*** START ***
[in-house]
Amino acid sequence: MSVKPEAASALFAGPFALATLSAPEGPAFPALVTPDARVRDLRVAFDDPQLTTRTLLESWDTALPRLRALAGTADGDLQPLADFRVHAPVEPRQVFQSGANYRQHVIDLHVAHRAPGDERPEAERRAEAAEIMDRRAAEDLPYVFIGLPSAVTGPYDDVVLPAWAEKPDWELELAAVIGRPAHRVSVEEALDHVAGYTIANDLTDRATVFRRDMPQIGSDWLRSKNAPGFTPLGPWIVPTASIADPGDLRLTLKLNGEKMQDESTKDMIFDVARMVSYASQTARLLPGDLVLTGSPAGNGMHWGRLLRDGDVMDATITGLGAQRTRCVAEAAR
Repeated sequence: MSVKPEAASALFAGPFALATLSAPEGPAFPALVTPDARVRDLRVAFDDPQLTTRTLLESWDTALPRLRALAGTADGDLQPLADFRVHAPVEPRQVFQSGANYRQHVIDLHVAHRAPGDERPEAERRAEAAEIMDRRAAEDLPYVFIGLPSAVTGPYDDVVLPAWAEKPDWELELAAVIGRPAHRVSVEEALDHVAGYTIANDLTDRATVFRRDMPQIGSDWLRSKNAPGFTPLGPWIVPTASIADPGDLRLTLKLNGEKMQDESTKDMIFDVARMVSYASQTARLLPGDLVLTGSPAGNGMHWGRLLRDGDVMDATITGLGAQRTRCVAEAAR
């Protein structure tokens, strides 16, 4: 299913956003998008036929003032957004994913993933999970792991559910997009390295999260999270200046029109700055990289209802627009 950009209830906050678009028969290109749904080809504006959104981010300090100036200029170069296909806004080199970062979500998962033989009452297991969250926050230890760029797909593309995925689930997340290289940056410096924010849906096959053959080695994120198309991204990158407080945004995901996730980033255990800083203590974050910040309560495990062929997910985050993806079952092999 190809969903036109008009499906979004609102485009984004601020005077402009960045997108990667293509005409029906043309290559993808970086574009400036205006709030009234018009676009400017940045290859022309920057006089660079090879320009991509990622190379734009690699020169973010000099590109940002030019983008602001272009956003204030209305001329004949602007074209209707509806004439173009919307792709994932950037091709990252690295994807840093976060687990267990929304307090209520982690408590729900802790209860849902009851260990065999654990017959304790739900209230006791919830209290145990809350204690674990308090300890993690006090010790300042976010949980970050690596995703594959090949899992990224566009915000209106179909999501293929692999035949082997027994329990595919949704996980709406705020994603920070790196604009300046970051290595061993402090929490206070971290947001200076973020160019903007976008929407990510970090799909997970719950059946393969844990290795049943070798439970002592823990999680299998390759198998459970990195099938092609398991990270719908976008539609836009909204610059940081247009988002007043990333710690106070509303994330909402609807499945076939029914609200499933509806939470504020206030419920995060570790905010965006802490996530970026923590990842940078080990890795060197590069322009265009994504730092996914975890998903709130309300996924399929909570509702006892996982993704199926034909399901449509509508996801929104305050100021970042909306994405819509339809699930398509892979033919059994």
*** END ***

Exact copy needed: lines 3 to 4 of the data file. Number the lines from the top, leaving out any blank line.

Repeated sequence: MSVKPEAASALFAGPFALATLSAPEGPAFPALVTPDARVRDLRVAFDDPQLTTRTLLESWDTALPRLRALAGTADGDLQPLADFRVHAPVEPRQVFQSGANYRQHVIDLHVAHRAPGDERPEAERRAEAAEIMDRRAAEDLPYVFIGLPSAVTGPYDDVVLPAWAEKPDWELELAAVIGRPAHRVSVEEALDHVAGYTIANDLTDRATVFRRDMPQIGSDWLRSKNAPGFTPLGPWIVPTASIADPGDLRLTLKLNGEKMQDESTKDMIFDVARMVSYASQTARLLPGDLVLTGSPAGNGMHWGRLLRDGDVMDATITGLGAQRTRCVAEAAR
């Protein structure tokens, strides 16, 4: 299913956003998008036929003032957004994913993933999970792991559910997009390295999260999270200046029109700055990289209802627009 950009209830906050678009028969290109749904080809504006959104981010300090100036200029170069296909806004080199970062979500998962033989009452297991969250926050230890760029797909593309995925689930997340290289940056410096924010849906096959053959080695994120198309991204990158407080945004995901996730980033255990800083203590974050910040309560495990062929997910985050993806079952092999 190809969903036109008009499906979004609102485009984004601020005077402009960045997108990667293509005409029906043309290559993808970086574009400036205006709030009234018009676009400017940045290859022309920057006089660079090879320009991509990622190379734009690699020169973010000099590109940002030019983008602001272009956003204030209305001329004949602007074209209707509806004439173009919307792709994932950037091709990252690295994807840093976060687990267990929304307090209520982690408590729900802790209860849902009851260990065999654990017959304790739900209230006791919830209290145990809350204690674990308090300890993690006090010790300042976010949980970050690596995703594959090949899992990224566009915000209106179909999501293929692999035949082997027994329990595919949704996980709406705020994603920070790196604009300046970051290595061993402090929490206070971290947001200076973020160019903007976008929407990510970090799909997970719950059946393969844990290795049943070798439970002592823990999680299998390759198998459970990195099938092609398991990270719908976008539609836009909204610059940081247009988002007043990333710690106070509303994330909402609807499945076939029914609200499933509806939470504020206030419920995060570790905010965006802490996530970026923590990842940078080990890795060197590069322009265009994504730092996914975890998903709130309300996924399929909570509702006892996982993704199926034909399901449509509508996801929104305050100021970042909306994405819509339809699930398509892979033919059994």